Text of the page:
Leading Article: The certainty of risk

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The Independent Online
London Underground Ltd wants a relaxation of the fire regulations so that it need spend no more money on averting station fires that probably will not happen. The King's Cross underground fire of 1987, in which 31 people died, was the product of a culture of slovenliness. In the aftermath it was estimated that a big escalator fire could be expected once every 10 years. Subsequent reforms have reduced the estimated risk of station fires to one in 500 years, which is quite acceptable. But now LUL is faced with further huge bills to fireproof station walls, and it would rather spend the money averting the more urgent danger of train crashes.

This is the product of sensible thinking about risks and priorities, which is rare, and surprisingly difficult.

What is the likelihood that the world's first reusable spacecraft will crash when a huge rubber band cracks? Or that the biggest and safest ship in the world will sink on its maiden voyage? The answer in both cases is that it is certain. It has already happened to the Challenger and the Titanic. The only certainty when assessing risks is that there is no absolute security, and only fools and lawyers for the bereaved pretend otherwise.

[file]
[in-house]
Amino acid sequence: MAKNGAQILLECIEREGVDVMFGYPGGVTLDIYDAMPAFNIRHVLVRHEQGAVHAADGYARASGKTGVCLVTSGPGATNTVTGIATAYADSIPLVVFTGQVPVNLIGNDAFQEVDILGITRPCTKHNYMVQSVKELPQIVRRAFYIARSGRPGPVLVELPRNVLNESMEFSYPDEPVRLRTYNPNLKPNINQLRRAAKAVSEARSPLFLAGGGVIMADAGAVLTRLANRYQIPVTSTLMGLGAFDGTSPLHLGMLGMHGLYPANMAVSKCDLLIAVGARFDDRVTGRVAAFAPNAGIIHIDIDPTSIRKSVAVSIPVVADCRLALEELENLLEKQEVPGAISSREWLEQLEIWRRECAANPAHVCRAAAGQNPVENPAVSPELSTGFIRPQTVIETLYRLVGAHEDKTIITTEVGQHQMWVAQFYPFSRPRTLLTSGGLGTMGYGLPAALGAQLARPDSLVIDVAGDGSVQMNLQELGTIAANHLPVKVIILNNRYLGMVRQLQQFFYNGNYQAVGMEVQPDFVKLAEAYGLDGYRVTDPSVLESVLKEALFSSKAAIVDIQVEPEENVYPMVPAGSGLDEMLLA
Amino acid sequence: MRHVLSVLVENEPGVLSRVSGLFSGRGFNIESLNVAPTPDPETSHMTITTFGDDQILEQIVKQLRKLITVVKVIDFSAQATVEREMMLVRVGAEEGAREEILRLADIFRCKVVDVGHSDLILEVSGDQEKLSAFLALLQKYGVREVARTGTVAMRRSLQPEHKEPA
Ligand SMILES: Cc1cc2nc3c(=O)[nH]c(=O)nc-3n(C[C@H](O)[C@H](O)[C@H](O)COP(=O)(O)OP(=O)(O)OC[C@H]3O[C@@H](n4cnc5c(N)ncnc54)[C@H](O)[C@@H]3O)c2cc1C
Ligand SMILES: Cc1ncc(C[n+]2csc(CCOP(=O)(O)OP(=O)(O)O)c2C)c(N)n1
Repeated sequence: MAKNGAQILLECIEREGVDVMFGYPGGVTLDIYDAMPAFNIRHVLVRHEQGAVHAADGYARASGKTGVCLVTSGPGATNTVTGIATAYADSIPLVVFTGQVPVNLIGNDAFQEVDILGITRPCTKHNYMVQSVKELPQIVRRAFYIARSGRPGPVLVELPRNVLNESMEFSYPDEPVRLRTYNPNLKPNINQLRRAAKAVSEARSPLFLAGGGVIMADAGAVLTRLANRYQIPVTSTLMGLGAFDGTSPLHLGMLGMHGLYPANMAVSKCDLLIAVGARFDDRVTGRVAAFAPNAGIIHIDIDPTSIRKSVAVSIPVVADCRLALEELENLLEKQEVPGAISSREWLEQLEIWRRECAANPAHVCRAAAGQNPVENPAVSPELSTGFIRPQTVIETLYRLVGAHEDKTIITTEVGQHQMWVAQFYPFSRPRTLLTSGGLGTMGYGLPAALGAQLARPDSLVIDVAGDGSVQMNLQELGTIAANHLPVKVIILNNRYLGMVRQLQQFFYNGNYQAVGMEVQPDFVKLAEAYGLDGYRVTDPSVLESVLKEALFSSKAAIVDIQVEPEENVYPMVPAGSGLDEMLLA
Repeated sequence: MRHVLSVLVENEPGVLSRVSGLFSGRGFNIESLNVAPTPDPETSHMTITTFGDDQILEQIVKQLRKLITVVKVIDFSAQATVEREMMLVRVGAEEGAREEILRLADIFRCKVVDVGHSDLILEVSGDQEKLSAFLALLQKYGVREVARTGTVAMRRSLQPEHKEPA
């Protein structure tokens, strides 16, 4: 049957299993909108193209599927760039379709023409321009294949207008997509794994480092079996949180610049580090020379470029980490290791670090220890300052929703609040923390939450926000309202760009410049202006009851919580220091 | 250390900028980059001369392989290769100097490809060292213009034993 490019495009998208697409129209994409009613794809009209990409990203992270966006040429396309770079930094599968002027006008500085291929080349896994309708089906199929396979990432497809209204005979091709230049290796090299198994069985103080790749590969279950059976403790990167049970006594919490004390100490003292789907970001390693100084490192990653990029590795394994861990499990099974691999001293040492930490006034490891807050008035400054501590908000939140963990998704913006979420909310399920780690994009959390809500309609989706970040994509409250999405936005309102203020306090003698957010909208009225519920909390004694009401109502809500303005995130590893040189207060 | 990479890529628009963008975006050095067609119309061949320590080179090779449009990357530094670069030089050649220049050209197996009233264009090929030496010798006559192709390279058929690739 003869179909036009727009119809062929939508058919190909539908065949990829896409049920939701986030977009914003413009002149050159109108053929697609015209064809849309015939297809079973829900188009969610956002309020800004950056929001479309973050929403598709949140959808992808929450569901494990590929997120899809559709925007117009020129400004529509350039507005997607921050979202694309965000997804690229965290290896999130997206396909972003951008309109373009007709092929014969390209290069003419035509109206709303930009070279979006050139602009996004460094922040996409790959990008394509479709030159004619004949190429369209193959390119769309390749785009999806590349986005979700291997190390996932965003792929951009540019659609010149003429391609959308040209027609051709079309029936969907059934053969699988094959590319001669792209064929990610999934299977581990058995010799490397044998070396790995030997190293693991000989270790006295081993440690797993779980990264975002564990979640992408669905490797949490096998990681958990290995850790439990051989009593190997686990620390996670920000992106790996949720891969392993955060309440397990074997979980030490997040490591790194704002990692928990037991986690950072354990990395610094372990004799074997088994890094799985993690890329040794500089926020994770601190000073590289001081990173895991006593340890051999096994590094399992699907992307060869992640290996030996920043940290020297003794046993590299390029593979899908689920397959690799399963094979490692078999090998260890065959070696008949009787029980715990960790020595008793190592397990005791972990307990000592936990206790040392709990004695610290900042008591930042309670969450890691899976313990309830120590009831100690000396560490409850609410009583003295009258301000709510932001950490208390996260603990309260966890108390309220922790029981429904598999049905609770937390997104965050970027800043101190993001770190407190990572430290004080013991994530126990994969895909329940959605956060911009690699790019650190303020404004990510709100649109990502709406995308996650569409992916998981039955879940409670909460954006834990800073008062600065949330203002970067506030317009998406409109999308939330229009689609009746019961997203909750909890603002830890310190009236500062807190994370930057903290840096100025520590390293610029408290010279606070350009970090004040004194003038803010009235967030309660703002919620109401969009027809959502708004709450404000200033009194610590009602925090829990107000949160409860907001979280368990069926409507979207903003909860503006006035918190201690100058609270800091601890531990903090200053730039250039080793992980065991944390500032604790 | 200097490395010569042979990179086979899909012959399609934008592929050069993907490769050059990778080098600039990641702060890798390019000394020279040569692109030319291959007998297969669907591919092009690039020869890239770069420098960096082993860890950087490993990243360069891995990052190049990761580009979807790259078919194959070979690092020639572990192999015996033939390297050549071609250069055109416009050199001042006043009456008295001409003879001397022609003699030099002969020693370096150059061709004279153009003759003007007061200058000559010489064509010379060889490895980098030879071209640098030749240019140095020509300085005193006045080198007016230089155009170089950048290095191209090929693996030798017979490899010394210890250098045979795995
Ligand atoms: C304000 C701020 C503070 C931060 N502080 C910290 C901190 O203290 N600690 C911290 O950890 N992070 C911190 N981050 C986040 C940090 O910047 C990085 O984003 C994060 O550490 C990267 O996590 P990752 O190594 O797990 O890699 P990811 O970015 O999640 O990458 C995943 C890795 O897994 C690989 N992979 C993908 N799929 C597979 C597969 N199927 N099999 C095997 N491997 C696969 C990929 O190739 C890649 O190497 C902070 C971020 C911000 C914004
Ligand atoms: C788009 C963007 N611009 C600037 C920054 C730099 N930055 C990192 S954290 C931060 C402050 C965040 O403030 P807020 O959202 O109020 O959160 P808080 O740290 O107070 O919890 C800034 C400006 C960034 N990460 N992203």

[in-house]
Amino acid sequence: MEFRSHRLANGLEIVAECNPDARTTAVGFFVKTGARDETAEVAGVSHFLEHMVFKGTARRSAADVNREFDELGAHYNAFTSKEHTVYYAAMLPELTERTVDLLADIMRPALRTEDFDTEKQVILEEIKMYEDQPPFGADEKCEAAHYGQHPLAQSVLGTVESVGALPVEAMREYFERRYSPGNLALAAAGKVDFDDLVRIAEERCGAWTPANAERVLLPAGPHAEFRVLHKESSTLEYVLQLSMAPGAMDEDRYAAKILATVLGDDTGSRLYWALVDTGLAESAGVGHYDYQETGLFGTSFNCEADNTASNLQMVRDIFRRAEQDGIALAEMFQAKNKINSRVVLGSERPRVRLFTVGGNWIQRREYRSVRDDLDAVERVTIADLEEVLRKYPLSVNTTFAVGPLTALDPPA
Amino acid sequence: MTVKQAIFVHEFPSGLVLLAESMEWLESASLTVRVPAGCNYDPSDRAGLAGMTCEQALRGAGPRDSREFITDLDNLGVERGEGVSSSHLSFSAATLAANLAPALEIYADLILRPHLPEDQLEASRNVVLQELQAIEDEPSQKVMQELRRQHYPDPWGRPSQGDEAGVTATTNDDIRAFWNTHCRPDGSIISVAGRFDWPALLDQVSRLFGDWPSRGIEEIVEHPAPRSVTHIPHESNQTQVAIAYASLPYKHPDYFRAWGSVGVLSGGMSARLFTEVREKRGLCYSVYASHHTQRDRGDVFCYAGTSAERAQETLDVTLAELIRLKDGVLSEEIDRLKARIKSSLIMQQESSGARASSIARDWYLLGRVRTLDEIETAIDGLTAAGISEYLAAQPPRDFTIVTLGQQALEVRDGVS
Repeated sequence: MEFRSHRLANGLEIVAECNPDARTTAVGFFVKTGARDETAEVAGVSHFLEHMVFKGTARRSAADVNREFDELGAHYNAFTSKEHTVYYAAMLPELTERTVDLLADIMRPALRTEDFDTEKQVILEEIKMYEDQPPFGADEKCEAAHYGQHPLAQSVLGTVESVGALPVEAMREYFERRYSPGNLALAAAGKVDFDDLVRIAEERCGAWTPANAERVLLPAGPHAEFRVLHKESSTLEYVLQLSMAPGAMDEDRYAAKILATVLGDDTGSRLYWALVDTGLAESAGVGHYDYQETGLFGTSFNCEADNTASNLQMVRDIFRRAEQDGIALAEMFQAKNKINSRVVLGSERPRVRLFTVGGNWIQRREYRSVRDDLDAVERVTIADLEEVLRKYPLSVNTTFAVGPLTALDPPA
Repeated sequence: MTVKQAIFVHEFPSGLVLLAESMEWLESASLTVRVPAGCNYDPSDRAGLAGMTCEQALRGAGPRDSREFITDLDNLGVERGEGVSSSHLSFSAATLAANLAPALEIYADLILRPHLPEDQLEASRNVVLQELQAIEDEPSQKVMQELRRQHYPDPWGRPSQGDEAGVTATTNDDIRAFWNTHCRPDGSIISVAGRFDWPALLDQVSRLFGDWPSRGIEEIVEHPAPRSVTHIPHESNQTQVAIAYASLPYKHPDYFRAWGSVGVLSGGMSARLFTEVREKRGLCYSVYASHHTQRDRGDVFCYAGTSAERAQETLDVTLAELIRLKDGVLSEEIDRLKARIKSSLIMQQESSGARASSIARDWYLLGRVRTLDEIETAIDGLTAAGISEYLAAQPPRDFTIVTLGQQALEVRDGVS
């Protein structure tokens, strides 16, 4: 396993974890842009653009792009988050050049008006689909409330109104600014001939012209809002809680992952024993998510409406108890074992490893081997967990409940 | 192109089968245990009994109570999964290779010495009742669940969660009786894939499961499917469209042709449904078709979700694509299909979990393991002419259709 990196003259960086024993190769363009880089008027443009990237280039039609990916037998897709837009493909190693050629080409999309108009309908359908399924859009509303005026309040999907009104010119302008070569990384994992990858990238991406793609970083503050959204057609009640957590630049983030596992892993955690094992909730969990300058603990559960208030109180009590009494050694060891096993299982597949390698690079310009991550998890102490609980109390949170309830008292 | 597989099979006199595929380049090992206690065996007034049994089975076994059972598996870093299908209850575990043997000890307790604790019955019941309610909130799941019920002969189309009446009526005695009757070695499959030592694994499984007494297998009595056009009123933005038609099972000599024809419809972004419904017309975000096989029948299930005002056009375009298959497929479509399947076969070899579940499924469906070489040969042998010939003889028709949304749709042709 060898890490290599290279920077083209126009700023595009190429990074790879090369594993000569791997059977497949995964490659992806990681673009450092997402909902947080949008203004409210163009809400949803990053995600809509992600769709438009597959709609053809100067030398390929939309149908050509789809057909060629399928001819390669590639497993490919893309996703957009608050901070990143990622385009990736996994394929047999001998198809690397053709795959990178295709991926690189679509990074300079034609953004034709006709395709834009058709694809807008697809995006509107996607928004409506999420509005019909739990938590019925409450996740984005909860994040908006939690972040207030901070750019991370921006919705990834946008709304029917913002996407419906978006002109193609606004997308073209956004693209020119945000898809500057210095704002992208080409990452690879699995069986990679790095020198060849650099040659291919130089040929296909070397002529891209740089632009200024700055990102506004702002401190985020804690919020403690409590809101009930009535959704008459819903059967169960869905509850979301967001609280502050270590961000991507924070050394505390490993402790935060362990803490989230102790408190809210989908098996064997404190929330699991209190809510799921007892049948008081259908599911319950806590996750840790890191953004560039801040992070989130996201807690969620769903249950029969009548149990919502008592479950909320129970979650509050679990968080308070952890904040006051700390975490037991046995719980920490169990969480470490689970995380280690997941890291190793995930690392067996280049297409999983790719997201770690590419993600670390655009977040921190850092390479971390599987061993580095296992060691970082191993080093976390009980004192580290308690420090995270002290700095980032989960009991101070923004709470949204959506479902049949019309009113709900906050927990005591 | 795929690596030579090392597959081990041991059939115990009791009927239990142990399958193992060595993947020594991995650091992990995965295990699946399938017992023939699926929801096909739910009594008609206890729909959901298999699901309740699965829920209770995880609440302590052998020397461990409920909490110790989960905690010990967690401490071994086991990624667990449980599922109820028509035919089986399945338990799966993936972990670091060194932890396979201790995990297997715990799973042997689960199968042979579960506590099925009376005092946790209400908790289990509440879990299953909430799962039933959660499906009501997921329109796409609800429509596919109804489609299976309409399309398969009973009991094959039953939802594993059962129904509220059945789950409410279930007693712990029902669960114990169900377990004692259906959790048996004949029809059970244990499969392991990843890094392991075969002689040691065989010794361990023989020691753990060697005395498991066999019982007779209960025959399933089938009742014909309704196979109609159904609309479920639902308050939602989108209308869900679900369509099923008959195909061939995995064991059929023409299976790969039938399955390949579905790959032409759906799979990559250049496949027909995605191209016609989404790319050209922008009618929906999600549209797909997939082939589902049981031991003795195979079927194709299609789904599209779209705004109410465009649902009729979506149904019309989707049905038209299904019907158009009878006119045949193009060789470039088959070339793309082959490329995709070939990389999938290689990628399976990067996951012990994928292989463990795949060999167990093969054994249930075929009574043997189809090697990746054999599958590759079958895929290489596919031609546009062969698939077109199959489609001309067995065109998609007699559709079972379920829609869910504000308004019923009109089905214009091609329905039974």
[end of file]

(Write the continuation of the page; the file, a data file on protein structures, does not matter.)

The purpose of public policy, then, must be to keep risk at acceptable levels, not the attainment of perfect safety. Acceptable levels may seem in practice indistinguishable from perfect safety: there is no significant danger to any individual traveller of anything going wrong with a Western airline. Yet air crashes still happen. Terrorists still manage to plant bombs on planes, too, except, so far, those of El Al. But that airline's security procedures are so tedious and time-consuming that many passengers prefer to take the marginally increased risk and fly by other airlines. And it is important that they be free to do so. After all, even flying Aeroflot is probably safer, if less comfortable, than bicycling through central Birmingham.

One reason why the standards of aircraft safety are so high is that the consequences of any failure may be catastrophic. The risk of falling off a bicycle may be greater than the risk of falling out of an aircraft, but the consequences are usually much less dramatic. This is what makes so difficult the calculations of safety about nuclear power stations, and the waste they leave behind them. They may show very small risks of disaster, spread over a very long period, but no one knows yet all that that disaster might entail. Nor is it clear how to measure these risks against the dangers of global warming, or global impoverishment. In the last resort, such large questions are beyond the bounds of science. They can be answered only by fallible politicians.

The politicians' urge to pretend that there need be no hard choices between risks is understandable, and sometimes laudable. No one wants to fly in an aircraft patched up the way a bicycle can be patched up, as if no higher standards were attainable than those of an amateur bicycle mechanic. But the search for safety in the modern world carries its own risks. People may be tempted to rely on computers. Perhaps the grandest example of this dangerous folly was President Reagan's Star Wars project, which would have depended on millions of lines of untested computer code. Anyone who has sworn at an automatic teller machine will appreciate the lunacy of that President's search for safety.

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